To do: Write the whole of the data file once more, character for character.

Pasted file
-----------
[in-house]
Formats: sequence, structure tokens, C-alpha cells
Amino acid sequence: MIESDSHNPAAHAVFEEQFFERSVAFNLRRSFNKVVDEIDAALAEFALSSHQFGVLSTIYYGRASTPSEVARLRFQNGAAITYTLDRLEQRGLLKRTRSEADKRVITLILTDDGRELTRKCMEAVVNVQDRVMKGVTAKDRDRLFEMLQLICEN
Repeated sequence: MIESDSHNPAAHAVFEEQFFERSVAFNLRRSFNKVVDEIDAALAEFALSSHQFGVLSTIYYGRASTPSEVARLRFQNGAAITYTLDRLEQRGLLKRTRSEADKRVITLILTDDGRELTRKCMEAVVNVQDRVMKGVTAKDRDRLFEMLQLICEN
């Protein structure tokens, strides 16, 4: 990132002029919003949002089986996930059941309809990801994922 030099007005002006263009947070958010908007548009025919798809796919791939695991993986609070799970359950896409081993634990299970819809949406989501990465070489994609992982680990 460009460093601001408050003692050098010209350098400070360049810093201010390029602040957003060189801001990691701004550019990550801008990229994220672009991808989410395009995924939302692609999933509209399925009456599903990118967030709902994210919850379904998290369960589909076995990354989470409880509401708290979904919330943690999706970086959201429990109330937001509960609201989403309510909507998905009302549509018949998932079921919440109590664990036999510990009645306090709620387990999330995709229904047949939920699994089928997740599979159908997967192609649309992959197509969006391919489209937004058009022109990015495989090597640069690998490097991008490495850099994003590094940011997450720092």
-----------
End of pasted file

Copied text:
[in-house]
Formats: sequence, structure tokens, C-alpha cells
Amino acid sequence: MIESDSHNPAAHAVFEEQFFERSVAFNLRRSFNKVVDEIDAALAEFALSSHQFGVLSTIYYGRASTPSEVARLRFQNGAAITYTLDRLEQRGLLKRTRSEADKRVITLILTDDGRELTRKCMEAVVNVQDRVMKGVTAKDRDRLFEMLQLICEN
Repeated sequence: MIESDSHNPAAHAVFEEQFFERSVAFNLRRSFNKVVDEIDAALAEFALSSHQFGVLSTIYYGRASTPSEVARLRFQNGAAITYTLDRLEQRGLLKRTRSEADKRVITLILTDDGRELTRKCMEAVVNVQDRVMKGVTAKDRDRLFEMLQLICEN
């Protein structure tokens, strides 16, 4: 990132002029919003949002089986996930059941309809990801994922 030099007005002006263009947070958010908007548009025919798809796919791939695991993986609070799970359950896409081993634990299970819809949406989501990465070489994609992982680990 460009460093601001408050003692050098010209350098400070360049810093201010390029602040957003060189801001990691701004550019990550801008990229994220672009991808989410395009995924939302692609999933509209399925009456599903990118967030709902994210919850379904998290369960589909076995990354989470409880509401708290979904919330943690999706970086959201429990109330937001509960609201989403309510909507998905009302549509018949998932079921919440109590664990036999510990009645306090709620387990999330995709229904047949939920699994089928997740599979159908997967192609649309992959197509969006391919489209937004058009022109990015495989090597640069690998490097991008490495850099994003590094940011997450720092």